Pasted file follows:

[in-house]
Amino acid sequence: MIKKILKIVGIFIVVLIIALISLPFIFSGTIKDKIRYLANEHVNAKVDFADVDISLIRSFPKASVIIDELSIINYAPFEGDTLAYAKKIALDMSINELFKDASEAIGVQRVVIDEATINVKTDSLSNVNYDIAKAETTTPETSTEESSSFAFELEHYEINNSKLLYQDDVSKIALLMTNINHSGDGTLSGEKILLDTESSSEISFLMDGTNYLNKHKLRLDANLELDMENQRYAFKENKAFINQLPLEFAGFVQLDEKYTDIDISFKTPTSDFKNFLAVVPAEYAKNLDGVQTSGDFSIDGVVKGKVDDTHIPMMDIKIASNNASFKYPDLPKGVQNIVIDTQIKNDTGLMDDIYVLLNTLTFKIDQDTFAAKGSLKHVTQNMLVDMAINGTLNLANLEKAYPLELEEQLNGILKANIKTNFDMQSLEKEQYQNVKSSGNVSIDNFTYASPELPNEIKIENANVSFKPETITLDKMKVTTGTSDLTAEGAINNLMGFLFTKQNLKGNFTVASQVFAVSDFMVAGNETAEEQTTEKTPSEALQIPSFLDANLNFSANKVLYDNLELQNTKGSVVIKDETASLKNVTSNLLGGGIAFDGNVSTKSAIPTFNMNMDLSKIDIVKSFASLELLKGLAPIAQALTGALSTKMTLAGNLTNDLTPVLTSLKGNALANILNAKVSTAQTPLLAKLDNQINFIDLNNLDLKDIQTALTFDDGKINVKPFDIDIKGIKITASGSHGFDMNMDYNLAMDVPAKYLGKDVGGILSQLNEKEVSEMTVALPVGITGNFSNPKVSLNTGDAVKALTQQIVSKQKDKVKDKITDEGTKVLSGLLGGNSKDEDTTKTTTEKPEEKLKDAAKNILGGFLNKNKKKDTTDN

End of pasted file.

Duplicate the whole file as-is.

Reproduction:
[in-house]
Amino acid sequence: MIKKILKIVGIFIVVLIIALISLPFIFSGTIKDKIRYLANEHVNAKVDFADVDISLIRSFPKASVIIDELSIINYAPFEGDTLAYAKKIALDMSINELFKDASEAIGVQRVVIDEATINVKTDSLSNVNYDIAKAETTTPETSTEESSSFAFELEHYEINNSKLLYQDDVSKIALLMTNINHSGDGTLSGEKILLDTESSSEISFLMDGTNYLNKHKLRLDANLELDMENQRYAFKENKAFINQLPLEFAGFVQLDEKYTDIDISFKTPTSDFKNFLAVVPAEYAKNLDGVQTSGDFSIDGVVKGKVDDTHIPMMDIKIASNNASFKYPDLPKGVQNIVIDTQIKNDTGLMDDIYVLLNTLTFKIDQDTFAAKGSLKHVTQNMLVDMAINGTLNLANLEKAYPLELEEQLNGILKANIKTNFDMQSLEKEQYQNVKSSGNVSIDNFTYASPELPNEIKIENANVSFKPETITLDKMKVTTGTSDLTAEGAINNLMGFLFTKQNLKGNFTVASQVFAVSDFMVAGNETAEEQTTEKTPSEALQIPSFLDANLNFSANKVLYDNLELQNTKGSVVIKDETASLKNVTSNLLGGGIAFDGNVSTKSAIPTFNMNMDLSKIDIVKSFASLELLKGLAPIAQALTGALSTKMTLAGNLTNDLTPVLTSLKGNALANILNAKVSTAQTPLLAKLDNQINFIDLNNLDLKDIQTALTFDDGKINVKPFDIDIKGIKITASGSHGFDMNMDYNLAMDVPAKYLGKDVGGILSQLNEKEVSEMTVALPVGITGNFSNPKVSLNTGDAVKALTQQIVSKQKDKVKDKITDEGTKVLSGLLGGNSKDEDTTKTTTEKPEEKLKDAAKNILGGFLNKNKKKDTTDN